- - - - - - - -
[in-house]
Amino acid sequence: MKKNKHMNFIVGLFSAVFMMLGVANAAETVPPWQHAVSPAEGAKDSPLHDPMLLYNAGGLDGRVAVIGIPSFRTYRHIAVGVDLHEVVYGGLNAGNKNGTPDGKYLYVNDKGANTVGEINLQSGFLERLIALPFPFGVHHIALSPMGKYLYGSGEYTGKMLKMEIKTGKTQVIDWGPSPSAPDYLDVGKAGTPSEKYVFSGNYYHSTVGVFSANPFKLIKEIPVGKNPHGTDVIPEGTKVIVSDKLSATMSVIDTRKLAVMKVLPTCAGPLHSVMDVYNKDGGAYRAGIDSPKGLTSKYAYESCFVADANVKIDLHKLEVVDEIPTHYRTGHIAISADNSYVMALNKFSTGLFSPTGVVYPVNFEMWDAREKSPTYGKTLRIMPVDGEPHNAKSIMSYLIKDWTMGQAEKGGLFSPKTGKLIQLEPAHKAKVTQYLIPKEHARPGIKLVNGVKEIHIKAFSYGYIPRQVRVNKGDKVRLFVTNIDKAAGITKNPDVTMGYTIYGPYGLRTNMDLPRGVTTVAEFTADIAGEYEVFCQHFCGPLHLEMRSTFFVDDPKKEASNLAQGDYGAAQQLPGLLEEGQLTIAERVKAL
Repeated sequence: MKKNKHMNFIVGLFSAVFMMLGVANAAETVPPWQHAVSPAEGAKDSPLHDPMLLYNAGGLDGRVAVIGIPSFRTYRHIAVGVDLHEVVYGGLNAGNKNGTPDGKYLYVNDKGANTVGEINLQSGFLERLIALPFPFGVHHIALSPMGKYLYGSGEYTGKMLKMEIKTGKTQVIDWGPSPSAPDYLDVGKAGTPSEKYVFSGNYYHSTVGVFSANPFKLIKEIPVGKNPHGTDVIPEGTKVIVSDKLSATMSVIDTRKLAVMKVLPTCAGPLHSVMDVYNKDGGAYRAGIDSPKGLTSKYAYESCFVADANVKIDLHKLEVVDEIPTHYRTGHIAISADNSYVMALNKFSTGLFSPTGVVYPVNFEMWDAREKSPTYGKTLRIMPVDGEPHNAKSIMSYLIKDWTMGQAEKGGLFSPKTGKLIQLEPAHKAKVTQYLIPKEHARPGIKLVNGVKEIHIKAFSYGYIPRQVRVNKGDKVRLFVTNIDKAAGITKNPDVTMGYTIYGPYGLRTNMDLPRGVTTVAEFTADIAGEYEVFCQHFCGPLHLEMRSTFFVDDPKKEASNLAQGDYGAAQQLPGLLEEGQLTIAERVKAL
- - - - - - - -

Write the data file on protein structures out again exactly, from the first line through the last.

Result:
[in-house]
Amino acid sequence: MKKNKHMNFIVGLFSAVFMMLGVANAAETVPPWQHAVSPAEGAKDSPLHDPMLLYNAGGLDGRVAVIGIPSFRTYRHIAVGVDLHEVVYGGLNAGNKNGTPDGKYLYVNDKGANTVGEINLQSGFLERLIALPFPFGVHHIALSPMGKYLYGSGEYTGKMLKMEIKTGKTQVIDWGPSPSAPDYLDVGKAGTPSEKYVFSGNYYHSTVGVFSANPFKLIKEIPVGKNPHGTDVIPEGTKVIVSDKLSATMSVIDTRKLAVMKVLPTCAGPLHSVMDVYNKDGGAYRAGIDSPKGLTSKYAYESCFVADANVKIDLHKLEVVDEIPTHYRTGHIAISADNSYVMALNKFSTGLFSPTGVVYPVNFEMWDAREKSPTYGKTLRIMPVDGEPHNAKSIMSYLIKDWTMGQAEKGGLFSPKTGKLIQLEPAHKAKVTQYLIPKEHARPGIKLVNGVKEIHIKAFSYGYIPRQVRVNKGDKVRLFVTNIDKAAGITKNPDVTMGYTIYGPYGLRTNMDLPRGVTTVAEFTADIAGEYEVFCQHFCGPLHLEMRSTFFVDDPKKEASNLAQGDYGAAQQLPGLLEEGQLTIAERVKAL
Repeated sequence: MKKNKHMNFIVGLFSAVFMMLGVANAAETVPPWQHAVSPAEGAKDSPLHDPMLLYNAGGLDGRVAVIGIPSFRTYRHIAVGVDLHEVVYGGLNAGNKNGTPDGKYLYVNDKGANTVGEINLQSGFLERLIALPFPFGVHHIALSPMGKYLYGSGEYTGKMLKMEIKTGKTQVIDWGPSPSAPDYLDVGKAGTPSEKYVFSGNYYHSTVGVFSANPFKLIKEIPVGKNPHGTDVIPEGTKVIVSDKLSATMSVIDTRKLAVMKVLPTCAGPLHSVMDVYNKDGGAYRAGIDSPKGLTSKYAYESCFVADANVKIDLHKLEVVDEIPTHYRTGHIAISADNSYVMALNKFSTGLFSPTGVVYPVNFEMWDAREKSPTYGKTLRIMPVDGEPHNAKSIMSYLIKDWTMGQAEKGGLFSPKTGKLIQLEPAHKAKVTQYLIPKEHARPGIKLVNGVKEIHIKAFSYGYIPRQVRVNKGDKVRLFVTNIDKAAGITKNPDVTMGYTIYGPYGLRTNMDLPRGVTTVAEFTADIAGEYEVFCQHFCGPLHLEMRSTFFVDDPKKEASNLAQGDYGAAQQLPGLLEEGQLTIAERVKAL